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How to Give Your Dog a Stress Free Bath

 by jaime on 18 Aug 2014 |
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The thought of giving a dog a bath can strike fear even in the bravest of people. And dogs are even less thrilled. However bath time is an important factor in your dog's overall health and wellbeing, promoting hygiene and cleanliness. And you benefit too because no one like a smelly dog hanging around.

If you are having a real problem getting your dog to even set foot in the bathroom, you may need to slate bath time for a later date to first teach your dog to love getting in and out of the bath. For a good few days you can try and stash your pet's favourite treats or toys in the bath. Also, you can turn the bath into a fun game by throwing treats into the tub and watch your dog hop in afterwards to retrieve them. Remember to reinforce positive associations by giving extra treats whilst they are standing in the bath. If you do this a few times, a couple times a week your dog is going to LOVE going in the bath. This is also a good time to get them used to the water and sounds that go along with bath time. Get them used to the running tap, starting at a trickle. Use a damp hand to run over their body and remember to treat them for putting up with it!

Remember to always have a non-slip mat inside and even on the floor of the bathroom.

At this point it's also worth a mention, that if you're not up to the challenge yourself, or don't like the though of your house getting completely soaked then you may need to call in a professional groomer to take care of this task.

You'll need:
  • Clothes you are willing to get dirty
  • Shampoo
  • Conditioner
  • Brush
  • Mineral oil / eye moisturising ointment
  • Cotton balls (for floppy ears)
  • 2 x big absorbent towels
  • Treats
  • Non-skid mat
  • Bowl or large cup (in lieu of a detachable shower head)

How to give your dog a stress free bath
  • Bring all your materials into the bathroom ready for the bath. Make sure everything is close to hand.
  • Remember to check with your veterinarian what shampoos and conditioner (if required) is going to be best for your dog.
  • Trim your dog's nails before bath time. It will protect you and allow your dog to get a better grip on the bath.
  • Make sure you close the door behind you because you really don't want to deal with an escapee.
  • Remember to praise your dog for entering the bathroom - don't attempt to get them in the bath just yet!
  • Give your dog a good brush to get rid of any excess hair and fur.
  • Use cotton balls for each ear to keep the water out and use mineral oil (or similar) to help protect their eyes.
  • If you have a big dog, it is probably best to enlist a second pair of hands to help you out.
  • Start running the bath. Make sure the temperature is a nice even one - not too hot or cold! Get your dog to now get in the bath and remember to treat them for getting to this crucial stage.
  • Starting at the shoulders and moving out, begin to massage in the shampoo. Be extra cautious near the face and other sensitive areas. Massage deeply because you want to make sure you reach the undercoat.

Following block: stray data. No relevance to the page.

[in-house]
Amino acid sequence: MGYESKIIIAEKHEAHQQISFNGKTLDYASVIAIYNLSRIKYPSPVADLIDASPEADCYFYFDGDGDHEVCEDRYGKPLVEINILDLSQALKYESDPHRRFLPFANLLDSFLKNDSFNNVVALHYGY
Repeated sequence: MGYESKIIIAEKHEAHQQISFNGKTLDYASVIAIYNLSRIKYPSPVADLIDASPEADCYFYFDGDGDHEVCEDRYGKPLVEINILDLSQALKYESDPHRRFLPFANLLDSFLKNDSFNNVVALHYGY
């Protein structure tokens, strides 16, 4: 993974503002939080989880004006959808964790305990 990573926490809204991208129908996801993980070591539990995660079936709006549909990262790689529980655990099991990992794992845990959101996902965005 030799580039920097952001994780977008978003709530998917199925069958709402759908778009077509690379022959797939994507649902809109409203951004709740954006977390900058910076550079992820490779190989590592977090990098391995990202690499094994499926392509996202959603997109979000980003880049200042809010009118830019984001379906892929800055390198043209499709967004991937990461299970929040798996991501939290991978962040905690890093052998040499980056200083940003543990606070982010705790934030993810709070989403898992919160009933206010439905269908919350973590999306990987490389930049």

• Rinse all the shampoo using your detachable shower head or a bowl, and use your fingers to make sure all the soap has been rinsed out, along with any residue which could cause irritation.
  • Apply conditioner if it is required. Don't forget to read the instructions as some conditioners require you to leave it in for a few minutes, but try your best to find a fast-acting one - your dog is bound to become restless during this time!
  • Now the bath is finished, thoroughly towel dry your dog, getting as much of the water off as possible. If your dog has a long coat, you could use a hairdryer on a low setting.
  • Give your dog a nice big brush.
  • Open the door and watch them go mad!

Not so bad after all!

Tips:
  • Never use human shampoo - only ever shampoos made for dogs.
  • Use less shampoo than you need and rinse more than you think you should.
  • Only some dogs need conditioner so check to see if your dog is one of them.
  • You don't really need to wash your dogs face, so you can avoid the area. If you insist, opt for a tearless shampoo.
  • Nails are soft after being in warm water, so you may choose to instead clip your dogs after bath time - at your own risk of course!
  • Schedule bath time before something that your dog loves such as play time or dinner.
  • Make sure your body language and voice is calm and positive.
  • Start bath time practices as young as possible.
  • In preparation for bath time, get your dog used to being handled all over so it won't be such a shock later on.
  • Don't call your dog to the bathroom - they will just learn not to come. If you can carry your dog there or use a leash.
  • You can teach your dog commands like 'get in' and 'get out' so they can get in and out of the bath on cue - especially useful for large dogs.
  • Medium to larger dogs can be bathed in the shower or outdoors in places like a kiddy pool.
  • Small dogs can be bathed in sinks.
  • If your dog absolutely hates baths, only do so when when it's absolutely necessary or use a damp cloth to get rid of dirt.
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